Does traditional grammar instruction improve children’s writing ability?

Alice Sullivan and Dominic Wyse. 

Children in England have recently taken their statutory tests at age 10-11 (commonly known as Key Stage 2 SATs). The results, published today, show that the pass rate has plummeted compared to last year. This is because the nature of the tests changed dramatically in 2016. We focus here on why the new English tests have been so difficult for children to pass – and why most parents would struggle to pass the tests too.

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Posted in curriculum & assessment, Education policy, Evidence-based policy, Literacy, Schools

Teacher supply: Government needs to take responsibility

Joseph Mintz

According to a Department for Education (DfE) spokesperson, “the biggest threat to teacher recruitment is that the teaching unions and others use every opportunity to talk down teaching as a profession, continually painting a negative picture of England’s schools”. This is the Government’s explanation for why they have missed targets for teacher recruitment for four years running.

In the war of words between the government and the teacher unions , it is perhaps inevitable that the truth of the matter has become one of the resulting casualties. In fact, as everyone working in teacher education knows, the reason the government keeps missing its targets is because, in the drive to switch teacher education to school-based routes, schools recruiting to the School Direct programme have been given a significant increase in allocated training places at the expense of traditional university-based courses. However, as schools are in fact generally very busy with teaching children – as Read more ›

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Posted in Education policy, Teachers

Brexit: UK universities face new world order

glasgow u

Peter Scott.

The UK’s decision to abandon Europe, which is what leaving the European Union amounts to, has come as a shock – not least in the UK where many people who voted ‘out’ never expected to win. Essentially this was a protest vote against immigration, tinged with nationalism and even racism, and austerity, a long delayed but inevitable reaction against the inequalities generated by neoliberal capitalism. The details of the UK’s relationship with the EU as a member state were not particularly important in what was a bad-tempered and nasty referendum campaign. In effect the EU became a whipping boy for larger discontents.

But the die is now cast, even though all the evidence suggests that the great majority of staff and students in universities voted to remain in the EU. There is probably no way back – for England; Scotland is now likely to seek independence and to stay in the EU so breaking up a 300-year-old Union (which paradoxically created the ‘Great Britain’ of which nationalists are so proud). The consequences for UK higher education will be very significant – and almost entirely damaging. One of the most damaging is that the ‘market’ Read more ›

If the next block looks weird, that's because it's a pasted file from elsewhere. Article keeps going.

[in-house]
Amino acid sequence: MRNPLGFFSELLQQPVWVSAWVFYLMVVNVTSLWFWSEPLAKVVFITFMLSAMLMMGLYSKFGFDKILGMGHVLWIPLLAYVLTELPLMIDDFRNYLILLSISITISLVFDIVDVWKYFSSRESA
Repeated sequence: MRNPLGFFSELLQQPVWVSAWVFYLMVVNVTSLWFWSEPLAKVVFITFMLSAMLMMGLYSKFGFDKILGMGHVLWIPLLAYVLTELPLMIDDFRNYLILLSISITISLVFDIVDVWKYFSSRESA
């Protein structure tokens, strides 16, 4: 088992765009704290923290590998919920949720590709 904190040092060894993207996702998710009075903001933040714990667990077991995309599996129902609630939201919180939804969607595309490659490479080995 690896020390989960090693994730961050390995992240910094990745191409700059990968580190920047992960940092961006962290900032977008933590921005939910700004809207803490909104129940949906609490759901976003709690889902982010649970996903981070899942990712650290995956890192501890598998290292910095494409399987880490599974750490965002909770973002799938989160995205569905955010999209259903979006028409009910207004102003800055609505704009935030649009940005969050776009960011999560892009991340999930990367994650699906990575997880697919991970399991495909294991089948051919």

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Posted in Further higher and lifelong education

We must listen to young people’s overwhelming vote to remain


Germ Janmaat

Time and again the opinion polls of the last few weeks have shown that the vast majority of young people wanted Britain to stay in the EU. On the day of the vote 73% of the 18 to 24-year-olds said they had voted to remain (in contrast to the 60% of those aged over 65 saying they voted leave).

The young have good reasons to stay in. The EU not only offers them unlimited access to the job and housing markets of other member states, it also provides them with many opportunities to get a decent education at very little cost. Increasingly, universities on the mainland offer English-language BA and MA courses and proffer these at a fraction of the tuition fees of English universities. No wonder then that many British students are now studying in Europe. According to The Guardian, as many as a third of British students are considering overseas study.

The risk is that Brexit, depending on what it actually looks like in practice, shatters these Read more ›

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Posted in Further higher and lifelong education

Will Brexit increase British wages?

Alex Bryson and Michael White

Has the employment of non-UK workers – particularly those from the European Union – reduced wages in Britain, and if so, by how much? Could restrictions on the employment of EU workers benefit British employees by driving their wages up?

Our research shows that  …

– The reduction in wages when using European Economic Area (EEA) workers (most of whom are from the EU) is quite small.

–  Any wage rise from a restriction on EU workers could be cancelled out by using the same numbers of temporary or agency workers. These have virtually the same small effect  in Read more ›

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Posted in Evidence-based policy, Social sciences and social policy
This blog is written by academics at the UCL Institute of Education.

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